"The range of external circumstances from which probable bias may be inferred is infinite. Too much refinement in analyzing their probable effect is out of place. Exact concrete rules are almost impossible to formulate, and where possible are usually undesirable. In general, these circumstances should have some clearly apparent force, as tested by experience of human nature, or, as it is usually put, they should not be too remote." Wigmore, supra § 949, at 784.

Evidence of bias is not limited to the scope of direct examination, nor is such evidence collateral. U.S. v. Baker (6th Cir.1974) 494 F.2d 1262; U.S. v. Blackwood (2d Cir.1972) 456 F.2d 526, cert. denied, 409 U.S. 863, 93 S. Ct. 154, 34 L. Ed. 2d 110; U.S. v. Masino (2d Cir.1960) 275 F.2d 129; U.S. v. Lester (2d Cir.1957) 248 F.2d 329; Bewley v. State (1966) 247 Ind. 652, 220 N.E.2d 612; McCormick, Evidence 81 (1972). In United States v. Baker, supra, the court stated:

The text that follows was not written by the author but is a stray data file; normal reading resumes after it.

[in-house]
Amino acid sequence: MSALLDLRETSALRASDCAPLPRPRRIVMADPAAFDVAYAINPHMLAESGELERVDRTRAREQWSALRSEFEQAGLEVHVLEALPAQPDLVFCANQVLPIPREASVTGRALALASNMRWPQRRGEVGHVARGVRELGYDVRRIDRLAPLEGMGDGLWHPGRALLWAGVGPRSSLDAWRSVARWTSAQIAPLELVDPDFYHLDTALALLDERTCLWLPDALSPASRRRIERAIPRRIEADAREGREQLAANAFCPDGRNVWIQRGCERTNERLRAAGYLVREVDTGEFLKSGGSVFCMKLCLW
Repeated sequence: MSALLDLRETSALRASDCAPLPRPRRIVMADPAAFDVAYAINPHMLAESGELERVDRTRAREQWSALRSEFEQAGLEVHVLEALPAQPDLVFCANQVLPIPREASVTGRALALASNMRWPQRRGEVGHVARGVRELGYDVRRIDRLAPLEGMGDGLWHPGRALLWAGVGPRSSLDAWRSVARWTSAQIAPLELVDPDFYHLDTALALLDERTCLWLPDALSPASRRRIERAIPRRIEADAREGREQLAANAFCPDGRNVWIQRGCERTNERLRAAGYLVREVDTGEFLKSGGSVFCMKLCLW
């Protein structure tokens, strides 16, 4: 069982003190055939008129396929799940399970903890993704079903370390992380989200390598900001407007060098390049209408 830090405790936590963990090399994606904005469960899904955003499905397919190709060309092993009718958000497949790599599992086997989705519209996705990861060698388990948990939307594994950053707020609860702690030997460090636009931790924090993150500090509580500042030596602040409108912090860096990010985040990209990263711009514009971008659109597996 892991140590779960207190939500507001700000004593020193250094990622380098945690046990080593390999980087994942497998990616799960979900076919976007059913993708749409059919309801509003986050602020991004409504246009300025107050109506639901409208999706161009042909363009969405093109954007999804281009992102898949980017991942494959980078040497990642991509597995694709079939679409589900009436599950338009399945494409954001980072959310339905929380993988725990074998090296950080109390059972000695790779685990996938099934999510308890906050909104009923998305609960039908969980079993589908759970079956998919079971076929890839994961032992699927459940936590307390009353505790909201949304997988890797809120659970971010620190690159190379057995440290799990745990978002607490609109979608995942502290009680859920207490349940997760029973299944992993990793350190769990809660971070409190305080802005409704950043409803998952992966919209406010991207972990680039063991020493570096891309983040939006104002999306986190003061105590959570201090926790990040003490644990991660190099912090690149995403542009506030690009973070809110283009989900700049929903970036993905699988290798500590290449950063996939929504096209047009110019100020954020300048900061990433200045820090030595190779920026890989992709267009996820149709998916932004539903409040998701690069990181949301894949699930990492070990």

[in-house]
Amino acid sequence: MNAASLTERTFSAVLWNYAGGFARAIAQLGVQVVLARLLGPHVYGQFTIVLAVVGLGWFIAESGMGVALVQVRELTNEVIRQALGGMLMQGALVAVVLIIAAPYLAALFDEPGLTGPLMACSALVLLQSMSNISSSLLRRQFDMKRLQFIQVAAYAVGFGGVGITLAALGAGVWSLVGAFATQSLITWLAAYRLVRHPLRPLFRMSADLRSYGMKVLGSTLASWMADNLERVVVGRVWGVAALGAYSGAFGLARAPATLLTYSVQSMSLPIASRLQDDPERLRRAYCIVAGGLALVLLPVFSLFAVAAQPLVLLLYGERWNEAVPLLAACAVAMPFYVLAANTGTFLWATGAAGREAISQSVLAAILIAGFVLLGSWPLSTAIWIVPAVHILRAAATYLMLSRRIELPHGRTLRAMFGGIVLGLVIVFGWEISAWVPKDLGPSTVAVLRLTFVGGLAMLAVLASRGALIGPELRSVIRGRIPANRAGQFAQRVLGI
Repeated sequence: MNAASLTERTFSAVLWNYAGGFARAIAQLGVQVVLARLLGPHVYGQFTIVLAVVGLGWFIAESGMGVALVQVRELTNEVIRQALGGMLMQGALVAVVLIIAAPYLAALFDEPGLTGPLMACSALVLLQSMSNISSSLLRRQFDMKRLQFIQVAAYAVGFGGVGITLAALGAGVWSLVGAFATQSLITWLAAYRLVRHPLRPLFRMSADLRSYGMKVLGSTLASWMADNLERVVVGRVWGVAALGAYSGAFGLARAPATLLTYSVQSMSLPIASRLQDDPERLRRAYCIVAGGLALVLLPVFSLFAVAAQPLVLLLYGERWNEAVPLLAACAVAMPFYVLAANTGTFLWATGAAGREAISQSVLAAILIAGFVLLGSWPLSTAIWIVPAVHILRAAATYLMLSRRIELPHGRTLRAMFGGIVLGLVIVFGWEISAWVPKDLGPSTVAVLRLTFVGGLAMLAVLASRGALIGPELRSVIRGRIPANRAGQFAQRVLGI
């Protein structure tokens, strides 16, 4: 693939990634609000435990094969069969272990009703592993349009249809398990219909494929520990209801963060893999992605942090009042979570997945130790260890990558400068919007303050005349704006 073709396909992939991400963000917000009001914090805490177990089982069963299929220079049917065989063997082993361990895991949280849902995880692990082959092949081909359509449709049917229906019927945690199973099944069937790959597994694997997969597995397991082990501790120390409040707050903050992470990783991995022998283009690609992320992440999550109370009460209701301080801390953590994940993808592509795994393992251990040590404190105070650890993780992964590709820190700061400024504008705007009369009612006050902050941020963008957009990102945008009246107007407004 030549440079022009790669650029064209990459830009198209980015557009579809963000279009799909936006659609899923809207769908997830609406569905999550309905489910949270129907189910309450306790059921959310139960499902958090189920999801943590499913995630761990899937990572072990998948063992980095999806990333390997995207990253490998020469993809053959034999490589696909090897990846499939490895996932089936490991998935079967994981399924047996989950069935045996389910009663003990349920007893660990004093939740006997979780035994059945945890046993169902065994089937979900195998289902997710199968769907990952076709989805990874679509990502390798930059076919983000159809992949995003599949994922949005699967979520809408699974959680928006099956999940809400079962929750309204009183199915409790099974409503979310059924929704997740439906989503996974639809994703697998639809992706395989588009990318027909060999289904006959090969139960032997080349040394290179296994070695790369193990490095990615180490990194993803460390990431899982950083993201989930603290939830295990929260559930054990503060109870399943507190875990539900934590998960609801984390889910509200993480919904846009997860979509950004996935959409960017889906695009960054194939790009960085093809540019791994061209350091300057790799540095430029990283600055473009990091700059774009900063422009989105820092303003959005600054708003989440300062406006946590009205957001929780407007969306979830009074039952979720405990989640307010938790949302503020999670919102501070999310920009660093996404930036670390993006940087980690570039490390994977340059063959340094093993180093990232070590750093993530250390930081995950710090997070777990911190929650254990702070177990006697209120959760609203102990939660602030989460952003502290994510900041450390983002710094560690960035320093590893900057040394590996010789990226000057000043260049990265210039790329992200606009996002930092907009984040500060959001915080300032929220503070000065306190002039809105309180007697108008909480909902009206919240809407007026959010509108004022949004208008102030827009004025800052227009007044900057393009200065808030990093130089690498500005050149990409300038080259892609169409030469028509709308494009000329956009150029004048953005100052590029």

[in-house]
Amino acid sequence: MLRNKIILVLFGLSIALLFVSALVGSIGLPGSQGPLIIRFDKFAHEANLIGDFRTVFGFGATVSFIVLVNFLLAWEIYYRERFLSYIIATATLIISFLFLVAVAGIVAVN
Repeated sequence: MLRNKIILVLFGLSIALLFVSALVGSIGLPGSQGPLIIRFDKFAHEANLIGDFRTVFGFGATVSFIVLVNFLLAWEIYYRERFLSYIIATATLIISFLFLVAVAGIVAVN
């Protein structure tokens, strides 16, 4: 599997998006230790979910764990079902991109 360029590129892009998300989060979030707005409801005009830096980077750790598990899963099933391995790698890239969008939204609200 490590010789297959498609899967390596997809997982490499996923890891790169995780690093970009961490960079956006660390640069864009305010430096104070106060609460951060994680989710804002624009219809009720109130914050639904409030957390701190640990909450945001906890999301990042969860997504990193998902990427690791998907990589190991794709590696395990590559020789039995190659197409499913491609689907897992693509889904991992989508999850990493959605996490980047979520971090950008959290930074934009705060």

"The Government argues that a trial judge has a wide discretion to limit an inquiry into a witness's bias and motive to falsify, particularly where that evidence is collateral. However, we cannot view as collateral the defendant's attempt to discredit the inculpatory testimony of a sole accusing witness by proof of bias or motive to falsify." 494 F.2d at 1266.

Courts permit some detail concerning the nature of a quarrel for example, if the detail shows the degree of the resultant hostility, and courts will permit the witness to explain that his hostility has diminished and why. However, courts exclude evidence of fault or justification, which are irrelevant. Wigmore, supra §§ 951-952; accord, Riddle v. U.S. (5th Cir.1922) 279 F. 216, cert. denied, 259 U.S. 586, 42 S. Ct. 589, 66 L. Ed. 1077.